Meeting, convention, and event planners typically do the following:
Meeting, convention, and event planners organize a variety of social and professional events, including weddings, educational conferences, and business conventions. They coordinate every detail of these events, including finances. Before planning a meeting, for example, planners meet with clients to estimate attendance and determine the meeting’s purpose. During the event, they handle logistics, such as registering guests and organizing audiovisual equipment. After the meeting, they make sure that all vendors are paid, and they may survey attendees to obtain feedback on the event.
Meeting, convention, and event planners search for potential meeting sites, such as hotels and convention centers. They consider the lodging and services that the facility can provide, how easy it will be for people to get there, and the attractions that the surrounding area has to offer.
Once a location is selected, planners arrange the meeting space and support services, such as catering and interpreters. They negotiate contracts with suppliers and coordinate plans with the venue’s staff. They may also organize speakers, entertainment, and activities.
The following are examples of types of meeting, convention, and event planners:
Meeting planners plan large meetings for organizations. Healthcare meeting planners specialize in organizing meetings and conferences for healthcare professionals. Corporate planners organize internal business meetings and meetings between businesses. These events may be in person or online and held either within corporate facilities or offsite to include more people.
Convention planners plan conventions and conferences for organizations. Association planners organize annual conferences and trade shows for professional associations. Convention service managers work for hotels and convention centers. They act as liaisons between the meeting facility and the planners who work for associations, businesses, and governments. They present food service options to outside planners, coordinate special requests, and suggest hotel services that work within a planner’s budget.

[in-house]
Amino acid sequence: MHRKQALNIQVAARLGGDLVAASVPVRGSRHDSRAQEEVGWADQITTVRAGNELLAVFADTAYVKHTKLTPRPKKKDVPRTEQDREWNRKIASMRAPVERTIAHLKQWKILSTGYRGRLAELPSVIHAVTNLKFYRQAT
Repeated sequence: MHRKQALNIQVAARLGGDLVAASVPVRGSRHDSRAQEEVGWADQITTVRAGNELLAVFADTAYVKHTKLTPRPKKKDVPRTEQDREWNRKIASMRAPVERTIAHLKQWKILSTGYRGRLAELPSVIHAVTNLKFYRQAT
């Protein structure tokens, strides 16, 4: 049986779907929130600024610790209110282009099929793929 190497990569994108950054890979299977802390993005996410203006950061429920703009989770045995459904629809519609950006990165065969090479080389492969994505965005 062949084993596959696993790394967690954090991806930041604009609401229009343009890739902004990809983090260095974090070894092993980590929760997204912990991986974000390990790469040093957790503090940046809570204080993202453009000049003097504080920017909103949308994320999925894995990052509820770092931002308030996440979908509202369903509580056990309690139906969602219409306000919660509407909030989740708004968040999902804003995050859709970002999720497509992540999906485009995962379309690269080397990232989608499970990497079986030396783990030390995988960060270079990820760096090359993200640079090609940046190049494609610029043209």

Event planners arrange the details of a variety of events. Wedding planners are the most well known, but event planners also coordinate celebrations such as anniversaries, reunions, and other large social events, as well as corporate events, including product launches, galas, and award ceremonies. Nonprofit event planners plan large events with the goal of raising donations for a charity or advocacy organization. Events may include banquets, charity races, and food drives.
Exhibition organizers are responsible for all aspects of planning, promoting, and producing a display. They are also called exhibit managers, show managers, or show organizer.
Meeting, convention, and event planners typically need a bachelor’s degree. Although some colleges offer degree programs in meeting and event management, other common fields of study include communications, business management, marketing, and business administration.
Planners who have studied meeting and event management or hospitality management may start out with greater responsibilities than do those from other academic disciplines. Some colleges offer continuing education courses in meeting and event planning.
A number of voluntary certifications are available for meeting and convention planners. Although not required, these certifications demonstrate specific knowledge or professional expertise.
The Events Industry Council offers the Certified Meeting Professional (CMP) credential, which is widely recognized in the industry and may help in career advancement. To qualify for the CMP, candidates’ applications must include proof of experience and education. Those who qualify must then pass an exam that covers topics such as strategic planning, financial and risk management, facility operations and services, and logistics.
The Society of Government Meeting Professionals offers the Certified Government Meeting Professional (CGMP) designation for meeting planners who work for, or contract with, federal, state, or local government. This certification is helpful for candidates who want to show that they know government purchasing policies and travel regulations. To qualify, candidates must have worked as a meeting planner for at least 1 year and have been a member of SGMP for 6 months. To become a certified planner, members must take a 3-day course and pass an exam.
The International Association of Exhibitions and Events offers the Certified in Exhibition Management (CEM) designation, which demonstrates meeting professional standards for exhibitions and events management. Candidates obtain this credential by completing nine courses.
Some organizations, including the American Association of Certified Wedding Planners and the Association of Certified Professional Wedding Consultants, offer certifications in wedding planning that may be helpful for attracting clients.